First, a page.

Think twice: NRDC banks on misleading you about its BPA petition with FDA

Today, the Natural Resources Defense Council (NRDC) posted a statement on its blog about an agreement reached with U.S. Food and Drug Administration (FDA) regarding a deadline for action on a petition NRDC had filed. Sounds like no big deal, right?

Under normal circumstances, it wouldn’t be. But that statement so crosses the lines of accuracy in a particularly egregious way that it warrants a response.

First, the NRDC post completely mischaracterizes what happened today. This will be easily apparent to anyone who actually reads the court documents, but who has time to do that? That is exactly what the NRDC is banking on. The court documents reflect that FDA has merely agreed to a timetable for responding to a petition from NRDC related to the agency’s review of BPA by March 31, 2012. The FDA did not say that it would issue a decision about how BPA can and should be used safely by March 31, which is what NRDC would like everyone to believe.

Second, NRDC makes a baseless claim in the headline of its post about the health risks of BPA to people. In doing so, NRDC ignores the scientific consensus of government regulatory bodies around the world, and throws out a charge that is understandably frightening to parents and consumers to elicit the most emotional reaction possible. To be clear… no global or scientific authority has ever concluded that BPA is causing health effects in people at current exposure levels. Not one. This cynical tactic to distort information so that it plays to parent’s fears is not new, but today’s accusation is among the most egregious we’ve seen.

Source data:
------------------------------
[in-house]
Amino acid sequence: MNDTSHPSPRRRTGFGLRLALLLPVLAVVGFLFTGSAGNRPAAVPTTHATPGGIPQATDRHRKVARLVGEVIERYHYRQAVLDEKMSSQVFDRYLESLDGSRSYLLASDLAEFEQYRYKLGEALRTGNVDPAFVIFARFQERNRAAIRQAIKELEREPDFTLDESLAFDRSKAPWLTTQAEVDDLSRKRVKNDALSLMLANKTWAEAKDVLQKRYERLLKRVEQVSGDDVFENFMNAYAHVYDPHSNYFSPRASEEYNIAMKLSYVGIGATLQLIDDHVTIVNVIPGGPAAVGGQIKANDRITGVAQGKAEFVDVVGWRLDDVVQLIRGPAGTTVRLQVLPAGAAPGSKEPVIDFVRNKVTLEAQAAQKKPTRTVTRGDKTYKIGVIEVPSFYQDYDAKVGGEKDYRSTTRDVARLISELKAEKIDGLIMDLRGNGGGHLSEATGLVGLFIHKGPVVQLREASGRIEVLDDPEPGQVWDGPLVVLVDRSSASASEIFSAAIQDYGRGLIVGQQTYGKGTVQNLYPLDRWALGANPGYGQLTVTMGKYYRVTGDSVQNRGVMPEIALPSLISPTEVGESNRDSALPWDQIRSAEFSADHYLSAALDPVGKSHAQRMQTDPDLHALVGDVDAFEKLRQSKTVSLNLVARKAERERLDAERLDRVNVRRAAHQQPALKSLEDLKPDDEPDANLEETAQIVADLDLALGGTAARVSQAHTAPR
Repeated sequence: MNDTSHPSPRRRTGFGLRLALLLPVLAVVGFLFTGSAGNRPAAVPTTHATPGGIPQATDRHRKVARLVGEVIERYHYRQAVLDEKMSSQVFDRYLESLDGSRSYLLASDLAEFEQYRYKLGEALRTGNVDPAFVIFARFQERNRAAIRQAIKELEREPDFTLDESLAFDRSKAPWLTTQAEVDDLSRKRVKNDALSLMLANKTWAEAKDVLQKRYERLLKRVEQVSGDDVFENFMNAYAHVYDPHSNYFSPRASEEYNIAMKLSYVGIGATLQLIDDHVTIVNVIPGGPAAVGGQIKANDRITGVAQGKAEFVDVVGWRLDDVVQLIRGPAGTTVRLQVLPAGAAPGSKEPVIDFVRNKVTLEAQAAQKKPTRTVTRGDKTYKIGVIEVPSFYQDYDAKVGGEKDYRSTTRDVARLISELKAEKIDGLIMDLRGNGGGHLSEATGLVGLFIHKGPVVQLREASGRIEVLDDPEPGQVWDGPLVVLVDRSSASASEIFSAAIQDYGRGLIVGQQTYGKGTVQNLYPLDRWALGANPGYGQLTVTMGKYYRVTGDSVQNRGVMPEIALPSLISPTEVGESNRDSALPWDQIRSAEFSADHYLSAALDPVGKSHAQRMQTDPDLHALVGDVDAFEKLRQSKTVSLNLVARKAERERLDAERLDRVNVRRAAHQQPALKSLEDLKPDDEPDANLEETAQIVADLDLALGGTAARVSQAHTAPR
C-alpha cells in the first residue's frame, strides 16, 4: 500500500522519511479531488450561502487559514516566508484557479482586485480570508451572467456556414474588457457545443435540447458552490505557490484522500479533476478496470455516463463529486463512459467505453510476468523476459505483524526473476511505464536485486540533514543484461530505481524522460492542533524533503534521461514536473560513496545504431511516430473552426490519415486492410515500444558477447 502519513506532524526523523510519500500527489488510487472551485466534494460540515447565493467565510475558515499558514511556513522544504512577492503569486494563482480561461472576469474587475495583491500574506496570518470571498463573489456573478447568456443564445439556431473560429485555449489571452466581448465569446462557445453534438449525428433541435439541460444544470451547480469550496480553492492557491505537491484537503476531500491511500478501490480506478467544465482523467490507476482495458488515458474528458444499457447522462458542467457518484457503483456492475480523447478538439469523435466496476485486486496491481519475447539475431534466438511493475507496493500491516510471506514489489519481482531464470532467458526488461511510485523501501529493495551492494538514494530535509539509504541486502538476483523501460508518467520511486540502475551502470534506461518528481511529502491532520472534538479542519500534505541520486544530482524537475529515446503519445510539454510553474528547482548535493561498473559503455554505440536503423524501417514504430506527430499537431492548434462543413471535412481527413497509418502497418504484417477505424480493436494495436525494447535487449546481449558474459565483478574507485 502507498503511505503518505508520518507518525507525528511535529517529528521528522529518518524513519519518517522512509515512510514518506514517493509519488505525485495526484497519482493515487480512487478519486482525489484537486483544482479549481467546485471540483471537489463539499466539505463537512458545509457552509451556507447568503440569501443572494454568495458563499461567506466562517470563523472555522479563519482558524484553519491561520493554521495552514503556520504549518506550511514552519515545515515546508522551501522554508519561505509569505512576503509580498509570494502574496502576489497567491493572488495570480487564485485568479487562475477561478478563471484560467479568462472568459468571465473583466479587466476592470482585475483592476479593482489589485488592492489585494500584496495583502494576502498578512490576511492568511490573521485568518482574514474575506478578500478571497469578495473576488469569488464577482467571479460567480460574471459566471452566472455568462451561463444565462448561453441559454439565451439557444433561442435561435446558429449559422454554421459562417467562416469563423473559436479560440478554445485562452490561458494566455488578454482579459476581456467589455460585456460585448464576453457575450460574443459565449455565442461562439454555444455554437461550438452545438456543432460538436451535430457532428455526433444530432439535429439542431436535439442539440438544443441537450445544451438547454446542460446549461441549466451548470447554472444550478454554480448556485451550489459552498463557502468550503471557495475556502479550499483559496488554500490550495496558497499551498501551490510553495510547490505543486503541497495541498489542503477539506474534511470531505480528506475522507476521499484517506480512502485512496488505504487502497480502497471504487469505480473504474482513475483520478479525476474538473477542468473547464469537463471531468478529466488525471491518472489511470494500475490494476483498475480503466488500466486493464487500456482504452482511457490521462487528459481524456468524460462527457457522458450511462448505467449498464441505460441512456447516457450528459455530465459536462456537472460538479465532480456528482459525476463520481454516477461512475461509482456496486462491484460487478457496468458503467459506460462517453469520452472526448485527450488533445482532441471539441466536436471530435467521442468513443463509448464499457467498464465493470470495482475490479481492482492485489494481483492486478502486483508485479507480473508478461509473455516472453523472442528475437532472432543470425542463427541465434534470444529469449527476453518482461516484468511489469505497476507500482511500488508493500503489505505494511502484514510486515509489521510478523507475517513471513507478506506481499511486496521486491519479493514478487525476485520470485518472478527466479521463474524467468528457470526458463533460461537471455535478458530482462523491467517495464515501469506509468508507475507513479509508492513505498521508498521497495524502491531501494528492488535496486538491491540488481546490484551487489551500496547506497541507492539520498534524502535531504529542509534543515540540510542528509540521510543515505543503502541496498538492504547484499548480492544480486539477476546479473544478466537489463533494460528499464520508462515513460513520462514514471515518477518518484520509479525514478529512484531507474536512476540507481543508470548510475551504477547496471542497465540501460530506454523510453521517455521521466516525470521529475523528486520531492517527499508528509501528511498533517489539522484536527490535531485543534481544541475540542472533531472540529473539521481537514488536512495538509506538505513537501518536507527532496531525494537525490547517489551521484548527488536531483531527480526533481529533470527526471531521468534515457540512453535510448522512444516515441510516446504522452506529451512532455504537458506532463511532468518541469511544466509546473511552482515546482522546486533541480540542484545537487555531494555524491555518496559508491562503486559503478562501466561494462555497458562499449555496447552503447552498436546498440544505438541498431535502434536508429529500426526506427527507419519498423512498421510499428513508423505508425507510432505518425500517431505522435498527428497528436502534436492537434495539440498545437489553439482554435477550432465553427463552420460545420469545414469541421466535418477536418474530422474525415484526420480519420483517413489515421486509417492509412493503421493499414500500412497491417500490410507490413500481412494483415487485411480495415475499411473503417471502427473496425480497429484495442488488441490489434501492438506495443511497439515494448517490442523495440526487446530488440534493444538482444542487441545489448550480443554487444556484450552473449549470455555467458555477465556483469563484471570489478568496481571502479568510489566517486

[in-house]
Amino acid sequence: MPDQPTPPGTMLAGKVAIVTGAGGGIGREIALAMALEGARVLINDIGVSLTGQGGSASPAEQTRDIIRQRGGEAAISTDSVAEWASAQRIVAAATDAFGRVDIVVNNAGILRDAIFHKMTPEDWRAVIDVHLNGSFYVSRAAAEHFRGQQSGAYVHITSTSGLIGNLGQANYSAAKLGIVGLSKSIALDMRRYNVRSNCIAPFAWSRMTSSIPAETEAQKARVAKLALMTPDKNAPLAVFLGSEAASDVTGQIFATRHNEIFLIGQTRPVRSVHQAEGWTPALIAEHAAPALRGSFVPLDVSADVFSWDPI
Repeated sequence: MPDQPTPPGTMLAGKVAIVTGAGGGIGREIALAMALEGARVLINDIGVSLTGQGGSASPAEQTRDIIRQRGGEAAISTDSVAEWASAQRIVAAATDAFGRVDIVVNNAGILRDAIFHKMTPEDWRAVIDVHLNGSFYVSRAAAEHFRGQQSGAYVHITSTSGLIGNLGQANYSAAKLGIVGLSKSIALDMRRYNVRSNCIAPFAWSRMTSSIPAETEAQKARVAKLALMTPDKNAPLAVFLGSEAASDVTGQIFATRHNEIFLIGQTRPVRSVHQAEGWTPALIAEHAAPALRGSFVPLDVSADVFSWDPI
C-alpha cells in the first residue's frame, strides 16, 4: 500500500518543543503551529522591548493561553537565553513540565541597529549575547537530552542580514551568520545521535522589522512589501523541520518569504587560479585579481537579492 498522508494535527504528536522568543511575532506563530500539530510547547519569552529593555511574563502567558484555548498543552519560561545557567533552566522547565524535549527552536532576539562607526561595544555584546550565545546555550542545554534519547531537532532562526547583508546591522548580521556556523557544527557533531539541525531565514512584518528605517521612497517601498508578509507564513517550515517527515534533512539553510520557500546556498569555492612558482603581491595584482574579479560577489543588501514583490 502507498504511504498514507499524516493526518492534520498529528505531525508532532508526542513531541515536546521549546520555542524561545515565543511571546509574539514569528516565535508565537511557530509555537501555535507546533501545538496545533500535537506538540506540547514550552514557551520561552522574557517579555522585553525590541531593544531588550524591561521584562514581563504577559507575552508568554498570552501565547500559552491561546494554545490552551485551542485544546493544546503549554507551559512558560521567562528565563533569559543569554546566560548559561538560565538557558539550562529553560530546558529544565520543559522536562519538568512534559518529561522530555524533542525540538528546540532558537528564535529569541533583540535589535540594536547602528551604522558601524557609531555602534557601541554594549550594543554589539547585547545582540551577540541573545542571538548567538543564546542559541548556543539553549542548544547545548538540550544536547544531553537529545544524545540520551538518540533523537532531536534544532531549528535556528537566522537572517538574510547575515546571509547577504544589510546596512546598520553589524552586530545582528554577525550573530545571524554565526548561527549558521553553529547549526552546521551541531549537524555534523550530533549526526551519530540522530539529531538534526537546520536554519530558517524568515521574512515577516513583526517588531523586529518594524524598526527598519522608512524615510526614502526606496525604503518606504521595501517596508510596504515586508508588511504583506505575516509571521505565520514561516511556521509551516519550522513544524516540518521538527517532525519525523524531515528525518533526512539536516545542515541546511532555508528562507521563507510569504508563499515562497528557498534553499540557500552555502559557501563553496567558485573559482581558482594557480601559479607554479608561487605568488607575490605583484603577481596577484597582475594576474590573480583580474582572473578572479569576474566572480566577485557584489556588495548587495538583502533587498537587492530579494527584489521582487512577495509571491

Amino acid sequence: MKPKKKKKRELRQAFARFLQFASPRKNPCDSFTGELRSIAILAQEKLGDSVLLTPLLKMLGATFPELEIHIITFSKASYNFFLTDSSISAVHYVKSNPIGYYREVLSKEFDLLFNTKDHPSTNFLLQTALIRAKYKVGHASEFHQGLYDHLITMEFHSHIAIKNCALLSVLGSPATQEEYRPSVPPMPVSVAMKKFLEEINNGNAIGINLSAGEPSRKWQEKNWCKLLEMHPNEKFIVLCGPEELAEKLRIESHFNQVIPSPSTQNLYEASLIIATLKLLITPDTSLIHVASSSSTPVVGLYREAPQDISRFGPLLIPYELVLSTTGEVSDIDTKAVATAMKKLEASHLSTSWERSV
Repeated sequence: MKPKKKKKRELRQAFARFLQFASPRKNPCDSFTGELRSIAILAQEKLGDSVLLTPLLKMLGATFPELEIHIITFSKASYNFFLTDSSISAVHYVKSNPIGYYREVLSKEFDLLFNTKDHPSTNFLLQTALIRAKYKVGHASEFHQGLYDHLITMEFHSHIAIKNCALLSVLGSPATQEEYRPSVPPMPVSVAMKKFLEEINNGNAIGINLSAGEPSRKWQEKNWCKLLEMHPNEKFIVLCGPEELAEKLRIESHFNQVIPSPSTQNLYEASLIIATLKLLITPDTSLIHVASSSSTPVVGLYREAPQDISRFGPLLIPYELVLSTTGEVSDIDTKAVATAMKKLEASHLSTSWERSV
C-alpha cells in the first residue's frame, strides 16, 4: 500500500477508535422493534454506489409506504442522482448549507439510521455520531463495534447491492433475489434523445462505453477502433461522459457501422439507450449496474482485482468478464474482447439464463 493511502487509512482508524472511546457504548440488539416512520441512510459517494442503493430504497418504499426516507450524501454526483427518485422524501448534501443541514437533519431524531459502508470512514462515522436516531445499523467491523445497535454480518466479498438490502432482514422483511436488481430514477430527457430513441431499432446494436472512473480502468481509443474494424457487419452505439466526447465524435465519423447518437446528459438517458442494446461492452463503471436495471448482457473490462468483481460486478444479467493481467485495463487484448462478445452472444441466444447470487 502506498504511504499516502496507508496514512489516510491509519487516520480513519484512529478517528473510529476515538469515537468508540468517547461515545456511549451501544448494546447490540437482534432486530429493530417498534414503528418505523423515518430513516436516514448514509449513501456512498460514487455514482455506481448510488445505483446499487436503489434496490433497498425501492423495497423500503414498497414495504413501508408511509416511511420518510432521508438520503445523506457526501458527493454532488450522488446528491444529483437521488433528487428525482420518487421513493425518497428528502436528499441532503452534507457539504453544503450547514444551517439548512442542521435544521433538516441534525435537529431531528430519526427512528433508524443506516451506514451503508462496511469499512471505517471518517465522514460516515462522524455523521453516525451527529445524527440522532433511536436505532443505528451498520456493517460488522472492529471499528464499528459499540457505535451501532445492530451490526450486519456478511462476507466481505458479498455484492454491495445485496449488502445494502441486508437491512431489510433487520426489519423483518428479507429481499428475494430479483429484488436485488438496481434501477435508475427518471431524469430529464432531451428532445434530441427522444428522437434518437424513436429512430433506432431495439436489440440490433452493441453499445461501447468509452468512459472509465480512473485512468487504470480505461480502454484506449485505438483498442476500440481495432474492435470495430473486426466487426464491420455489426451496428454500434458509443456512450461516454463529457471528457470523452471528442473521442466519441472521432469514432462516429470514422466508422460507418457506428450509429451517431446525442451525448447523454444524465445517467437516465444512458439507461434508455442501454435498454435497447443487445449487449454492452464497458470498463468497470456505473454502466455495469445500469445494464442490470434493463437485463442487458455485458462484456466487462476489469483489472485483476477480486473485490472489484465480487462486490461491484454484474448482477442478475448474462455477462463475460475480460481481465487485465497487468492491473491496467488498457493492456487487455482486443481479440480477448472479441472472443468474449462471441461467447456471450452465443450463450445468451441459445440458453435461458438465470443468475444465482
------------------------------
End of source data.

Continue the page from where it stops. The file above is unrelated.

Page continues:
Why would they do this? As a professional, science-based organization, we hate to guess when it comes to the motives of others. But perhaps NRDC wants to create a sense of momentum and expectation that, they hope, will back FDA into a corner. FDA has said they are fully reviewing the science and if warranted, will take action based on the science – an effort that ACC supports. Perhaps NRDC is trying to bully the FDA into cutting their review short. Perhaps they are concerned that if given the opportunity to thoroughly review the science, FDA again will join the other regulatory agencies from around the world that have reviewed the same data and reconfirm that BPA is safe for all food contact uses.

As an industry, we are accustomed to having our statements and assertions come under scrutiny. For far too long, activists have not been forced to abide by the same rules. Today’s blog post by NRDC is evidence that the media, policymakers and the public need to think twice before taking their claims and accepting their “facts” at face value.

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